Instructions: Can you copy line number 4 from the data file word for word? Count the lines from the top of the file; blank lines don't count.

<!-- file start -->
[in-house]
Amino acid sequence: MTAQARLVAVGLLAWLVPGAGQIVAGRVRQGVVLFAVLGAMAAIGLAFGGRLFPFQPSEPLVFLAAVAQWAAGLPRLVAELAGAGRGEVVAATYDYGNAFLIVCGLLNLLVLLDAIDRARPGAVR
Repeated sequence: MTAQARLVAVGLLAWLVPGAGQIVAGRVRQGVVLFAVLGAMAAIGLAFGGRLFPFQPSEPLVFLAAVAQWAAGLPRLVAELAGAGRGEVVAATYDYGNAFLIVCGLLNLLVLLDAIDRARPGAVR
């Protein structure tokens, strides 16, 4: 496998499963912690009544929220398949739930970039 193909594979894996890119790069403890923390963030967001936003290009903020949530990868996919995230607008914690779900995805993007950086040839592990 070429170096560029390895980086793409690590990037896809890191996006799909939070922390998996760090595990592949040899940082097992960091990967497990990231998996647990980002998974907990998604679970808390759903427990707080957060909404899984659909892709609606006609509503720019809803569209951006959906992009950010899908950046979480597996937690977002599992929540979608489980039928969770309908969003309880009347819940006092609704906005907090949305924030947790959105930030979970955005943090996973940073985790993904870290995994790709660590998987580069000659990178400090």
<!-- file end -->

């Protein structure tokens, strides 16, 4: 496998499963912690009544929220398949739930970039 193909594979894996890119790069403890923390963030967001936003290009903020949530990868996919995230607008914690779900995805993007950086040839592990 070429170096560029390895980086793409690590990037896809890191996006799909939070922390998996760090595990592949040899940082097992960091990967497990990231998996647990980002998974907990998604679970808390759903427990707080957060909404899984659909892709609606006609509503720019809803569209951006959906992009950010899908950046979480597996937690977002599992929540979608489980039928969770309908969003309880009347819940006092609704906005907090949305924030947790959105930030979970955005943090996973940073985790993904870290995994790709660590998987580069000659990178400090």